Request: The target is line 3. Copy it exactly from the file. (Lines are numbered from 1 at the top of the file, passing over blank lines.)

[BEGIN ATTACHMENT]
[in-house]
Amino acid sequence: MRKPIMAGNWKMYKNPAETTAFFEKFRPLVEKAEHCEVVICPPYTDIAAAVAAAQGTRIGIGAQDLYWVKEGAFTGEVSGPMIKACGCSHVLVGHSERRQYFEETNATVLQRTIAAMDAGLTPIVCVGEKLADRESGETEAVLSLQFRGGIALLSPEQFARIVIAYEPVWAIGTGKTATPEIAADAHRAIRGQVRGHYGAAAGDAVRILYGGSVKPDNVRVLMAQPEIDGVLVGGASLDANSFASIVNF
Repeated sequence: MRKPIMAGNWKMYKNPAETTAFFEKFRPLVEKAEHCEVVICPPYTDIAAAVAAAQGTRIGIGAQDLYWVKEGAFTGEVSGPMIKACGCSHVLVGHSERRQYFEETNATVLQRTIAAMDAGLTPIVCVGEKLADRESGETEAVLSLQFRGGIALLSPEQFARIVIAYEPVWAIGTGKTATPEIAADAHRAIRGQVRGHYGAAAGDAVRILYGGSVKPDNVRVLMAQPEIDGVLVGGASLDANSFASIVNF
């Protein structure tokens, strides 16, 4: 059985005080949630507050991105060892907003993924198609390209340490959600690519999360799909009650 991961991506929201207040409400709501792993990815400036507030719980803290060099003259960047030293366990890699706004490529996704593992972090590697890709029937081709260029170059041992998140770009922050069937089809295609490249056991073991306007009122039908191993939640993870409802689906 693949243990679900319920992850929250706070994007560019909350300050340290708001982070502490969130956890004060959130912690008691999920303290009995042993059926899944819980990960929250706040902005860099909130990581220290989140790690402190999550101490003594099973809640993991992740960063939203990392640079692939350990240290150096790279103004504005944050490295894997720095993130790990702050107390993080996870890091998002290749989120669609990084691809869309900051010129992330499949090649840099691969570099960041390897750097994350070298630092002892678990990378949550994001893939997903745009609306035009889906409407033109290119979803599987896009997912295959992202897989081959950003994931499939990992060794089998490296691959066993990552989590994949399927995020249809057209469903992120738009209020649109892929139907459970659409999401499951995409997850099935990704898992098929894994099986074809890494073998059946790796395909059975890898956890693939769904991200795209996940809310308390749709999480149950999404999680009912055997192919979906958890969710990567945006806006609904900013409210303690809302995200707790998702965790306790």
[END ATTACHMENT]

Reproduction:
Repeated sequence: MRKPIMAGNWKMYKNPAETTAFFEKFRPLVEKAEHCEVVICPPYTDIAAAVAAAQGTRIGIGAQDLYWVKEGAFTGEVSGPMIKACGCSHVLVGHSERRQYFEETNATVLQRTIAAMDAGLTPIVCVGEKLADRESGETEAVLSLQFRGGIALLSPEQFARIVIAYEPVWAIGTGKTATPEIAADAHRAIRGQVRGHYGAAAGDAVRILYGGSVKPDNVRVLMAQPEIDGVLVGGASLDANSFASIVNF